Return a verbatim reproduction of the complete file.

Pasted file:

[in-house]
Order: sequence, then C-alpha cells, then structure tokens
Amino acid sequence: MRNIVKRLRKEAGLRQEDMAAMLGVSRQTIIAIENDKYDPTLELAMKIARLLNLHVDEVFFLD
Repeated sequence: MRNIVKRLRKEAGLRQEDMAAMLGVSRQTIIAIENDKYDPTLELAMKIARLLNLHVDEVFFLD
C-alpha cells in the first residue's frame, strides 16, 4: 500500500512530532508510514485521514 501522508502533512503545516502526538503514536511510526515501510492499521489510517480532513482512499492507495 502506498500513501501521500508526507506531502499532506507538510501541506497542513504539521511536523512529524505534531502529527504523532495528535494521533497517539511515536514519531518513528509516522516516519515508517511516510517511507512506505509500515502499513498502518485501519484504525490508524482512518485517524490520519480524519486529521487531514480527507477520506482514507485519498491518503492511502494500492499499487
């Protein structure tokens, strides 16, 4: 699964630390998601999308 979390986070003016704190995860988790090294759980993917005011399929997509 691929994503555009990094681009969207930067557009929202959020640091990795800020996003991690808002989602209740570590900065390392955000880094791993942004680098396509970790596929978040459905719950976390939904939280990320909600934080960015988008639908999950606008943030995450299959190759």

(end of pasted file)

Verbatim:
[in-house]
Order: sequence, then C-alpha cells, then structure tokens
Amino acid sequence: MRNIVKRLRKEAGLRQEDMAAMLGVSRQTIIAIENDKYDPTLELAMKIARLLNLHVDEVFFLD
Repeated sequence: MRNIVKRLRKEAGLRQEDMAAMLGVSRQTIIAIENDKYDPTLELAMKIARLLNLHVDEVFFLD
C-alpha cells in the first residue's frame, strides 16, 4: 500500500512530532508510514485521514 501522508502533512503545516502526538503514536511510526515501510492499521489510517480532513482512499492507495 502506498500513501501521500508526507506531502499532506507538510501541506497542513504539521511536523512529524505534531502529527504523532495528535494521533497517539511515536514519531518513528509516522516516519515508517511516510517511507512506505509500515502499513498502518485501519484504525490508524482512518485517524490520519480524519486529521487531514480527507477520506482514507485519498491518503492511502494500492499499487
């Protein structure tokens, strides 16, 4: 699964630390998601999308 979390986070003016704190995860988790090294759980993917005011399929997509 691929994503555009990094681009969207930067557009929202959020640091990795800020996003991690808002989602209740570590900065390392955000880094791993942004680098396509970790596929978040459905719950976390939904939280990320909600934080960015988008639908999950606008943030995450299959190759």